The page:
'The best way to protect data is to kill it', says Gemalto exec
FYI, this story is more than a year old
Data breaches have increased 15% in the first six months of this year, compared to the last six months of 2016, according to Gemalto.
The world leader in digital security has released findings demonstrating that worldwide, there were a total of 974 reported data breaches and more than 554 million compromised data records in the first half of 2016.
With regards to the Asia Pacific region, there have been a total of 76 reported incidents with the majority of these breaches occurring in Australia.
Gemalto’s Breach Level Index is a global database that tracks data breaches and measures their severity based on multiple dimensions.
According to the index, there are more than 4.8 billion data records that have been exposed since 2013. Identity theft has also been found as the leading type of data breach in the first half of this year accounting for 64% of all data breaches.
Jason Hart, vice president and chief technology officer for Data Protection at Gemalto affirms that over the last 12 months hackers have continued to go after sensitive data to steal identities.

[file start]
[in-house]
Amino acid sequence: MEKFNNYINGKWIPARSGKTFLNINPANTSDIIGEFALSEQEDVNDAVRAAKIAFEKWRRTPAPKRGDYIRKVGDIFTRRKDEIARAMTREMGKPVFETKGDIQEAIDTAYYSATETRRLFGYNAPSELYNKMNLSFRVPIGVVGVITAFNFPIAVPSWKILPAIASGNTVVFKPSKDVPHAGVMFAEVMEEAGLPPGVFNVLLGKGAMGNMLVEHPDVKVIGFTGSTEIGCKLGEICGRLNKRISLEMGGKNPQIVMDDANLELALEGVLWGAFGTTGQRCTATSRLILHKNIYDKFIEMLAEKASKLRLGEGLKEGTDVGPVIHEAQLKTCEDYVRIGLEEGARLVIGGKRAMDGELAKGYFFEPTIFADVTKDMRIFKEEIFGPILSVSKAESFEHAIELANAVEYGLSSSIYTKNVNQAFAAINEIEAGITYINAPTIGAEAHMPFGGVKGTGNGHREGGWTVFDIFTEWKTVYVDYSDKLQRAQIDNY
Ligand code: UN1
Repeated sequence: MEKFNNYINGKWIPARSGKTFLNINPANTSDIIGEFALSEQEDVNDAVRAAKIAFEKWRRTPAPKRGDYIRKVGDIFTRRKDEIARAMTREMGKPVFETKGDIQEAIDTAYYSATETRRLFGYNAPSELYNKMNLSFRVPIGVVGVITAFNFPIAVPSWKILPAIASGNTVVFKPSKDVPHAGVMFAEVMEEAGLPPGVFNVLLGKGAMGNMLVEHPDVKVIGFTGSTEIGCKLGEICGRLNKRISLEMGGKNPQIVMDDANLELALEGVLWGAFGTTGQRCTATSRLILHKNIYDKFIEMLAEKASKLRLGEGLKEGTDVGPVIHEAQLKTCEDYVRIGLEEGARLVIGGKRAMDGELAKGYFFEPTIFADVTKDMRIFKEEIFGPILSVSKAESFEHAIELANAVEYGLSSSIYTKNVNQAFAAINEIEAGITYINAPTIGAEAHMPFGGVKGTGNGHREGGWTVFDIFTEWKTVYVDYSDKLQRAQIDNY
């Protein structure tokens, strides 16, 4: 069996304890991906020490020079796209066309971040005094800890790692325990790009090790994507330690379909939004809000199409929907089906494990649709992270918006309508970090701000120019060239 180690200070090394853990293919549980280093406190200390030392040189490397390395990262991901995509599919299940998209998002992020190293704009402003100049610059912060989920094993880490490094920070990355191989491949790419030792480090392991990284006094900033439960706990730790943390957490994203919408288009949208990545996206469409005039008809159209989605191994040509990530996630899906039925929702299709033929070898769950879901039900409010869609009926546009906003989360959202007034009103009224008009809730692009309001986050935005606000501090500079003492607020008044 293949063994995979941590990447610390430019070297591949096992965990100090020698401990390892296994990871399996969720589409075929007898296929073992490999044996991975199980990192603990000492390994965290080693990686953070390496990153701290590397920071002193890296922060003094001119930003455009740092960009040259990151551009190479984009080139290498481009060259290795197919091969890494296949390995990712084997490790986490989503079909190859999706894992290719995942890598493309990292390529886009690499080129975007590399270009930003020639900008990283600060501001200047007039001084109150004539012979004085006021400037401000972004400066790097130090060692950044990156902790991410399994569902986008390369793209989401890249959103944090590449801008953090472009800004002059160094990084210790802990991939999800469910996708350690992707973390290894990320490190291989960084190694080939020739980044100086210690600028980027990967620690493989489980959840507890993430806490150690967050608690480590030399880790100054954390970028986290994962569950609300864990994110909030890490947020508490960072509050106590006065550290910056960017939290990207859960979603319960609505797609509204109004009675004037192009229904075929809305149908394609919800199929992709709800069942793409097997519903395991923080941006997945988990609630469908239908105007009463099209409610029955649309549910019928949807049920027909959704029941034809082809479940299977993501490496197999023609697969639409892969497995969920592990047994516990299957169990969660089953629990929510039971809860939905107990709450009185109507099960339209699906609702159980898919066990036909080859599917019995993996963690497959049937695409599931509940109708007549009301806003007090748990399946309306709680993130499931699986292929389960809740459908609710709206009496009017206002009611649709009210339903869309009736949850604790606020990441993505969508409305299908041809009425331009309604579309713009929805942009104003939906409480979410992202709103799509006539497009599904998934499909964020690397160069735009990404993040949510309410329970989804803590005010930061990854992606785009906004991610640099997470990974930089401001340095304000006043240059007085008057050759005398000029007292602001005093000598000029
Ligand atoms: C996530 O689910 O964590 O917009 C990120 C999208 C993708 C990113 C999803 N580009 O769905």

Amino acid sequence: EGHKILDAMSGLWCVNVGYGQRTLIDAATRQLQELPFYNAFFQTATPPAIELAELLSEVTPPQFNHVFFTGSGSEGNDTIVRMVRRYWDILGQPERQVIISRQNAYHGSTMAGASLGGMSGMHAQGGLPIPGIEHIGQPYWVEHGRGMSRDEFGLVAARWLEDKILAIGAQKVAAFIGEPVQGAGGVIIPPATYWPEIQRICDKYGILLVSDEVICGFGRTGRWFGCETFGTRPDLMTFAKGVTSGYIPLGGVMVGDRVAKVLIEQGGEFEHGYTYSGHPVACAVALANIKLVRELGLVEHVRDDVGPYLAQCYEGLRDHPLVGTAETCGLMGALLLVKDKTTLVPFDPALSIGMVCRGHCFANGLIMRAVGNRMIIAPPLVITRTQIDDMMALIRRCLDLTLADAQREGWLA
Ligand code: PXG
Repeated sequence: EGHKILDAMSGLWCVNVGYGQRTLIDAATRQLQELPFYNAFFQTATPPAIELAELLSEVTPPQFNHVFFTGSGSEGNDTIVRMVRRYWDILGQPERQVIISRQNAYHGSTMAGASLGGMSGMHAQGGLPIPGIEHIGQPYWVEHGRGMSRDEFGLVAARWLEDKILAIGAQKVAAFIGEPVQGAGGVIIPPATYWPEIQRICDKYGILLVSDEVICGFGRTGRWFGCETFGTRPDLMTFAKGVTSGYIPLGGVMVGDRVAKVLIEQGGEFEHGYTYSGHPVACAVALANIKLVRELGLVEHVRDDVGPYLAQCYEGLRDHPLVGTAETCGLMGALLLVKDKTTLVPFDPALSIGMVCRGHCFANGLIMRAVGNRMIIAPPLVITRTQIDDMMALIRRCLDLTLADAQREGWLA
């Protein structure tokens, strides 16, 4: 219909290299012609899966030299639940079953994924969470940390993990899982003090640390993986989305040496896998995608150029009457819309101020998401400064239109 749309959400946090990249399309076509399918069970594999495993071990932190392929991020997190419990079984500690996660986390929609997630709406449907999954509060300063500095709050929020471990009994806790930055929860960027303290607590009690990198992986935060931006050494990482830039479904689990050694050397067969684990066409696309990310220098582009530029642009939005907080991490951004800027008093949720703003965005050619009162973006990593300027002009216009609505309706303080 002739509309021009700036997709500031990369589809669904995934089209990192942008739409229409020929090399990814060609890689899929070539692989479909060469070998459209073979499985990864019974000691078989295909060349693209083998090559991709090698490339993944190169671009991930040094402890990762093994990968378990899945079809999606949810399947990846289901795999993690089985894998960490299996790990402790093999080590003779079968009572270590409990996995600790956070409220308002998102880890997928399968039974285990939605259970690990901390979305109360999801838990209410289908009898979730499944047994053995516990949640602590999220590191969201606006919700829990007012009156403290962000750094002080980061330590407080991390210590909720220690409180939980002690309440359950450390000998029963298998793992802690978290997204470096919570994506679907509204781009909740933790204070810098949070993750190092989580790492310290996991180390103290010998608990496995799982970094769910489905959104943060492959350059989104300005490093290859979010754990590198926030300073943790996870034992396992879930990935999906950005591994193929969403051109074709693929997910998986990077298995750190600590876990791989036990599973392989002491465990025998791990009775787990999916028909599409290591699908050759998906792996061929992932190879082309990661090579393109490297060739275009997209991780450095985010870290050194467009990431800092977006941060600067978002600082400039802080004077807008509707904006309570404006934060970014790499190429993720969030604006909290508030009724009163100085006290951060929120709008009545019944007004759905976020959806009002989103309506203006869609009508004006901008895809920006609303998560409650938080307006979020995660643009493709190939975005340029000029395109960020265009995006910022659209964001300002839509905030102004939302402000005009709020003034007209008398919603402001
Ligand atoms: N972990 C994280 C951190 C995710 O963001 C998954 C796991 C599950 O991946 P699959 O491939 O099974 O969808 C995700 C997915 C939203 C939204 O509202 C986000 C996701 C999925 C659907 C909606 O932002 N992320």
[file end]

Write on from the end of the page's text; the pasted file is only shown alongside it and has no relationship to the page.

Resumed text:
“The theft of user names and account affiliation may be irritating for consumers, but the failure of organisations to protect sensitive personal information and identities is a growing problem that will have implications for consumer confidence in the digital services and companies they entrust with their personal data,” he explains.
That being said, as data breaches continue to grow in frequency and size, Hart says it’s becoming more difficult for consumers, government regulatory agencies and companies to distinguish between nuisance data breaches and truly impactful mega breaches.
“News reports fail to make these distinctions, but they are important to understand because each have different consequences,” he explains.
“A breach involving 100 million user names is not as severe as a breach of one million accounts with social security numbers and other personally identifiable information that are used for financial gain,” adds Hart.
“At the end of the day, the best way to protect data is to kill it. That means ensuring user credentials are secured with strong authentication and sensitive data is protected with encryption so it is useless to the thieves.”